HYMNS

High-sensitivitY Measurements of key stellar Nucleo-Synthesis reactions

HYMNS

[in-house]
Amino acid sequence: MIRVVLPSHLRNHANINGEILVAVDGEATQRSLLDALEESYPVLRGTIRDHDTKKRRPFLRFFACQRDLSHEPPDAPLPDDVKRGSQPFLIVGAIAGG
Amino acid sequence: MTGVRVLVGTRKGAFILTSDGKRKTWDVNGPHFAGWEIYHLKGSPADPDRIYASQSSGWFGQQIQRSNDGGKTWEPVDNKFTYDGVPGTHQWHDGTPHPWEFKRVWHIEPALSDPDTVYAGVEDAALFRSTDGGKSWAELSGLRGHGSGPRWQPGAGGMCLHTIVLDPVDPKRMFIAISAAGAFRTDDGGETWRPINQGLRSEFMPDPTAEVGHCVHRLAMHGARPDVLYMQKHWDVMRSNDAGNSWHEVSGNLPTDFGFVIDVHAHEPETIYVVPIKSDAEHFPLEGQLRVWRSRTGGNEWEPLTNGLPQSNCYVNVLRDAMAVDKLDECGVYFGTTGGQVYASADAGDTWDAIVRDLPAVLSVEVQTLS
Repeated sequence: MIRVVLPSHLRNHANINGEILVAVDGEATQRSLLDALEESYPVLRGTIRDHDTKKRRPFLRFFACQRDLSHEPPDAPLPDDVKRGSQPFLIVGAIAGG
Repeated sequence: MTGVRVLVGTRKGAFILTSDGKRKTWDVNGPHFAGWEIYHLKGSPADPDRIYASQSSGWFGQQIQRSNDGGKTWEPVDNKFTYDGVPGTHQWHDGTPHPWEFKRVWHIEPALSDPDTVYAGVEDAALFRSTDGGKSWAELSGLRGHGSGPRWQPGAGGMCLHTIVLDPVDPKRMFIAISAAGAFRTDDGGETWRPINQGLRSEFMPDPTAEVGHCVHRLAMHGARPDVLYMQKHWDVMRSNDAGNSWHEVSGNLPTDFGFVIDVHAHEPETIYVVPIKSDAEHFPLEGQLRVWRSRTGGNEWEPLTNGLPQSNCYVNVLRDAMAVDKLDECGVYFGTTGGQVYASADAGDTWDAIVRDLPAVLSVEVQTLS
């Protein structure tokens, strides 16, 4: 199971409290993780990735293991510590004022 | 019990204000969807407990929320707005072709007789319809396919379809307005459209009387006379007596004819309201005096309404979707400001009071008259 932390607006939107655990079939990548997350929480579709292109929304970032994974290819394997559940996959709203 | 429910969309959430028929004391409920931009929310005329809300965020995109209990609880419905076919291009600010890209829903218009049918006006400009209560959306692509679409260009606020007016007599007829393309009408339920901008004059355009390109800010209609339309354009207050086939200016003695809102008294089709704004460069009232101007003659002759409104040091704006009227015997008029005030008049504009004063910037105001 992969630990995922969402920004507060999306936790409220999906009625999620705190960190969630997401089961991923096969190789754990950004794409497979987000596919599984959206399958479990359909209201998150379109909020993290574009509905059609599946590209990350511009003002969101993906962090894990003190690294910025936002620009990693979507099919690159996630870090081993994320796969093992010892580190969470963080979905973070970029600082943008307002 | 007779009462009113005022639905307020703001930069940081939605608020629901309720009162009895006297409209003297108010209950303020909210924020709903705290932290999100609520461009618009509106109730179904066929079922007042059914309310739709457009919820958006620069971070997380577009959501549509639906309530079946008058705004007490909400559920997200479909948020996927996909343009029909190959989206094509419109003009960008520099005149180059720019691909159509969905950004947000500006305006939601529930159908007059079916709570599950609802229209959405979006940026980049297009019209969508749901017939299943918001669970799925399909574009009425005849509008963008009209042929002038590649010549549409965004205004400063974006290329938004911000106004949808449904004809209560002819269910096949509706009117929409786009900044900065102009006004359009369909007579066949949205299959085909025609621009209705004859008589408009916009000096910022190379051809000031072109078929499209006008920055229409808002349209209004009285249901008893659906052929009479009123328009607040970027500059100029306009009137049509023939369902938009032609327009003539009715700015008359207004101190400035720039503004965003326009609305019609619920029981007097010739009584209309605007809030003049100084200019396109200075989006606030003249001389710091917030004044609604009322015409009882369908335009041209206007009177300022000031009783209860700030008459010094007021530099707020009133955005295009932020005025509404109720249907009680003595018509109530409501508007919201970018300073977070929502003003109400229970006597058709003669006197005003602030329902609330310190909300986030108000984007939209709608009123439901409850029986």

The origin of the heavy elements in the Universe is one of the main open questions in modern science. Beyond iron the two main mechanisms of nucleosynthesis are the slow (s) and rapid (r) neutron capture processes operating in giant stars and explosive stellar environments, respectively. Modern s-nucleosynthesis studies are based on the combination of i) stellar models, ii) observed abundances and iii) neutron capture rates measured over many years using several techniques. HYMNS is aimed at a paradigm shift in the sensitivity of s-process neutron capture measurements; The most advanced and accurate methods allow one to measure the neutron capture rate as a function of the neutron energy by combining the time-of-flight technique with radiation detectors, either calorimeters or total energy detectors. These systems are sensitive only to the radiation energy, which ultimately limits the attainable detection sensitivity. State-of-the-art detection systems require drastic innovation if we are to access the stellar (n,g) rates of several key radioactive nuclei, where only small amounts of sample material are available. Such unstable nuclides are of pivotal importance for nucleosynthesis studies because they act as branching points in the s-path and are thus extremely sensitive to the stellar physical conditions. The aim of HYMNS is to develop and apply a novel detection system in the field of (n,g) measurements called total-energy detector with imaging capability (i-TED), which is capable of measuring both the energy and the trajectory of the g-rays, thus enabling a superior level of background discrimination. HYMNS is structured to enable the first measurements for key s-process branching nuclei over the stellar energy range. The first application will be to determine the neutron capture cross section of 79Se, which will provide the most stringent constraint for the thermal conditions and their time-dependence in state-of-the-art evolution models of massive stars.

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